How Behavioural Economics and Qualitative Research can Work Together
This is the second of two posts about using Behavioural Economics (B.E.) and qualitative research together. The first post described ways in which qualitative research could benefit from a ‘broadened’ view of B.E. This second post describes how B.E. and qualitative research can work together, by making the best of both worlds.
B.E. and qualitative research can work well together because they share a parent – contemporary social science.
B.E. was revolutionary because it applied the same social science to economics that has been used by social-science trained researchers for decades. ‘Everything is relative’, ‘people are influenced by what others think’, and ‘behaviour is best researched in context’, are all part of the B.E. canon and have also been part of the best kind of qualitative approach for a long time.
Having said that, qualitative researchers should not rest on our laurels. It takes work and a sound understanding of B.E. to adapt qualitative research methods to the specific perspective of B.E.
Three ways B.E. and qualitative research can be super effective together
- Initial qualitative research can improve B.E. experiments and interventions.
- Qualitative research can be designed specifically to meet the needs of B.E. projects.
- Qualitative research can be analysed and interpreted, specifically to be of value to B.E.
I explain each of these below.
How qualitative research can improve B.E. experiments
- Identify the frame: It will help you to identify the language that the target market uses to describe the issue you are researching – the words and phrases they use will reveal how people are framing the issue.
- Explore the effect of context. We know theoretically that context creates the meaning of an event, but we need to talk to people in those contexts to understand the real-life details.\
- Reveal beliefs, especially about identity, and especially how self-beliefs vary from person to person. Qualitative research is the method you use to find out what segments of the population believe, especially what they believe about themselves and how they make sense of the world. People who think of themselves as optimistic will face retirement planning for example in one way, while others who define themselves as ‘realists’ (as pessimistic people tend to) will plan differently.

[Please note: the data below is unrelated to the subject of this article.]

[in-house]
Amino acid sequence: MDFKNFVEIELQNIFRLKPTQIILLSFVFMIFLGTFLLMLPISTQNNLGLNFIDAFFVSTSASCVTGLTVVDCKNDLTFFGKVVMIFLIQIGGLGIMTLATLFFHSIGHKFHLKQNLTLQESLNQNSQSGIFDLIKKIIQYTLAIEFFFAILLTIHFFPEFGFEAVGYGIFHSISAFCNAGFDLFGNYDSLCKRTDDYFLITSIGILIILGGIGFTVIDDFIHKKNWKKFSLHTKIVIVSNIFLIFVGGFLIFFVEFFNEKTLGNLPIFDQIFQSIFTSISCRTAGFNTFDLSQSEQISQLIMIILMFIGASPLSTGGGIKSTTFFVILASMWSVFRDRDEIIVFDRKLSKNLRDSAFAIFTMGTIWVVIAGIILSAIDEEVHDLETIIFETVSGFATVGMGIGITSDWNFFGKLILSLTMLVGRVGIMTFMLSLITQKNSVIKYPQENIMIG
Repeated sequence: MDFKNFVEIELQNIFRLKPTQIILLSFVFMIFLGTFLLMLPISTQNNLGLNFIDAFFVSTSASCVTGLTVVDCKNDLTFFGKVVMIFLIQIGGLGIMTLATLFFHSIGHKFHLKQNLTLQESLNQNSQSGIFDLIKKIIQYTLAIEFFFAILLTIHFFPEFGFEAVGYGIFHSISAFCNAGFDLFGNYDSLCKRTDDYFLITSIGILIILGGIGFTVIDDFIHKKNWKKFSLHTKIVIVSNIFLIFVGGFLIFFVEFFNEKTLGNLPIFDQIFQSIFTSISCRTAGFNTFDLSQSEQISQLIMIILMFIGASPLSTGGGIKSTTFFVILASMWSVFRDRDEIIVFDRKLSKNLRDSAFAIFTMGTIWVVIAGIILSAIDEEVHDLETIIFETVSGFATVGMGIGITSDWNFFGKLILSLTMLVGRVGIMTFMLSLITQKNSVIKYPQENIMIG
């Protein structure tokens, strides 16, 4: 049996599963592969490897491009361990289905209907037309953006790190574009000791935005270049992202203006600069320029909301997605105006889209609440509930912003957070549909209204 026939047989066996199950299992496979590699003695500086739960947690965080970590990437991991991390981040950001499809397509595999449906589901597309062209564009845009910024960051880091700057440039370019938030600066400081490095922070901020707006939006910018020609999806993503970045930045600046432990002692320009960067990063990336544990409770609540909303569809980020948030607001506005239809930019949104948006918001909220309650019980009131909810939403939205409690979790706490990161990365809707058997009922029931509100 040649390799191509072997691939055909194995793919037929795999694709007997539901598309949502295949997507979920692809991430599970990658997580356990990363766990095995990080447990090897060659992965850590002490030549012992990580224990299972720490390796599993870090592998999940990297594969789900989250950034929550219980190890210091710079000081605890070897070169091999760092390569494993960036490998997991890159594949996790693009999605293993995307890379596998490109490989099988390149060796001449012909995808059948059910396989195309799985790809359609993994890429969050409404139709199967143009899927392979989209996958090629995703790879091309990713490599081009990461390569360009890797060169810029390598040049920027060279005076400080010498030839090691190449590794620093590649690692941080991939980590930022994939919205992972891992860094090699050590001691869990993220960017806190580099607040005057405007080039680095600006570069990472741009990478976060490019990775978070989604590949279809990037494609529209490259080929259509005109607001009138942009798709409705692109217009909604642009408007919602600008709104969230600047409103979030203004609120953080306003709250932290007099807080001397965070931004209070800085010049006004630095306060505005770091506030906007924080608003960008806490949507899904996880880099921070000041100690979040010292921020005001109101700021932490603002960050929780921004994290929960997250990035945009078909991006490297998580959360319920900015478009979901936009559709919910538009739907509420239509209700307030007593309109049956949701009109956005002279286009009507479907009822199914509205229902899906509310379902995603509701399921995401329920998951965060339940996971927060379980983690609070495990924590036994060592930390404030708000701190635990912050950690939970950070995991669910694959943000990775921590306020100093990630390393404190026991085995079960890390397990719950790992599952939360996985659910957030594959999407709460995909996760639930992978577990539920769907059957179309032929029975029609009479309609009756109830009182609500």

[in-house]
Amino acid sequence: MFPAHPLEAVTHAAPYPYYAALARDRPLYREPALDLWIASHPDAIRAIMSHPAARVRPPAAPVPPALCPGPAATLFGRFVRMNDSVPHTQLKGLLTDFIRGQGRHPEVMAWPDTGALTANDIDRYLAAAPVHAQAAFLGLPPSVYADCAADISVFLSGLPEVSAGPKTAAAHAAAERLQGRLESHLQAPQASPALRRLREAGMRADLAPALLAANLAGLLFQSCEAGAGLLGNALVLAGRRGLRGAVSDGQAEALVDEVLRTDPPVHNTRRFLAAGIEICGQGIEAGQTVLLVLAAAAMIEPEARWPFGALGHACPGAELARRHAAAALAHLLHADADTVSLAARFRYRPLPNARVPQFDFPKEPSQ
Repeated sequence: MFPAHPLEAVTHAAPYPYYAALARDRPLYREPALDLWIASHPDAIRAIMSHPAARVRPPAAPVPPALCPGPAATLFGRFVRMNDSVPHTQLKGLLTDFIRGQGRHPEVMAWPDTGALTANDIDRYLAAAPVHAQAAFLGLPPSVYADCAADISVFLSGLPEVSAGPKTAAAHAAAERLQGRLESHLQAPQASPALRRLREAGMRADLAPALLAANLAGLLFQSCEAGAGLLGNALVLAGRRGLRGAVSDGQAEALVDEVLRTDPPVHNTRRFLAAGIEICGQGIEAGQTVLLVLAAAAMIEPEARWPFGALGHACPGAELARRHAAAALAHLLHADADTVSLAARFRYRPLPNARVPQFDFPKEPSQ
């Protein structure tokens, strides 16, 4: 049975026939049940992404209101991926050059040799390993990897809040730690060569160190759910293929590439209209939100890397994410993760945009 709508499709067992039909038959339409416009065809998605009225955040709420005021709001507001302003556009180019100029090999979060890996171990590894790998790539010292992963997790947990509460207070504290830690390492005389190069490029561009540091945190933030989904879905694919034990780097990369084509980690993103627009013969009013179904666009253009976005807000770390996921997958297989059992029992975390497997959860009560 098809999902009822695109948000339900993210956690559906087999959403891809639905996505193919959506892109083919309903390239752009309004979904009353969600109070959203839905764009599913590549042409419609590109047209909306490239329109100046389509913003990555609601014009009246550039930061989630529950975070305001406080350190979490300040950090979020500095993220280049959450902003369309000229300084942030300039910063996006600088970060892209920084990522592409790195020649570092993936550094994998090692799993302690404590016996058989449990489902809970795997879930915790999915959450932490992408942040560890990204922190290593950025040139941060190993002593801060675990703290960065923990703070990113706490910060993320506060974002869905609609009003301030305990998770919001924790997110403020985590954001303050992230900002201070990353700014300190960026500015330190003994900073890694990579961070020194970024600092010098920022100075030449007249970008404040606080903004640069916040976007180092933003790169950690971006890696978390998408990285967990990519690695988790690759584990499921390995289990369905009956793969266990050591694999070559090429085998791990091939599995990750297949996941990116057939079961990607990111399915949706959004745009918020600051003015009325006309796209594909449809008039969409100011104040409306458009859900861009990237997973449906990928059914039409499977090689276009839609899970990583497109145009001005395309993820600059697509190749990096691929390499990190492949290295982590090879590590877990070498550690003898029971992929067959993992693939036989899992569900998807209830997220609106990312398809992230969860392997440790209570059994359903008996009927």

How to design qualitative research so it meets the needs of B.E. projects
To meet the objectives described above, make sure that you
- Conduct conversational qualitative research, because it is through conversation that people reveal their own language and through the use of language they reveal their cognitive frame. The best methods for conversational research are face to face, phone or via webcam.
- Structure the interview for discussion to allow the moderator or interviewer to tease out ideas and go back over topics until he or she feels she has understood what is going on. This is an important point. Qualitative researchers don’t unquestioningly accept the answers they are given. In conversational qualitative research, the moderator or interviewer is right there, ready to question people about their answers, to ask for clarification or even challenge people about what they have said. The kind of responses we receive qualitatively are therefore very different from the generally superficial answers given in survey free text questions.
- Avoid this mistake. Don’t make the mistake of thinking that qualitative research works the same as quantitative research, but with smaller samples. It doesn’t. For example, qualitative researchers don’t rely on direct questions. Direct questions are much less common in qualitative research than they are in quantitative research. This is because qualitative researchers have known for decades (because of that same social science ….) that such questions can yield inaccurate answers. Instead, we use stimulus material, ‘third-person’ questions and activities of different kinds to name just a few.
- Be open to the extra techniques that qualitative researchers use. Some qualitative researchers – including us http://www.sbresearch.com.au/index.php/methods/qualitative-research-3/symbolism - have access to a range of concepts drawn from some of the other social sciences, especially linguistics, sociology, anthropology and culture studies. These include Symbolism, Ritual, Semiotics, and Discourse analysis.
How qualitative research should be analysed and interpreted, to be of value to B.E.
Perhaps I left the most important to last? Qualitative researchers have a choice of interpretive frameworks to use when analysing their data. We can use for example:
- A ‘customer journey’ framework, so that we interpret the research findings in terms of process, and ‘pain points’; or
- A framework based on B.E, drawing on a B.E. concept such as ‘satisficing. When people are using your product, service or information are they maximizing or satisficing? If they are maximising, they will spend time and/or money making sure they get the absolute best product or service, and all the information they need. If they are satisficing, they will settle for something less than perfect, perhaps to save time, money or effort. Some people satisfice in order to retain their social standing.
One of the questions to resolve if people are satisficing is: on what basis are they ‘settling’? This means going beyond biases and nudges, to really understand the complexities of how people think.
We can explain more about how we can help you use qualitative research and behavioural economics together. Contact Sue to start a conversation.
Tags: Behavioural Economics, Qualitative Research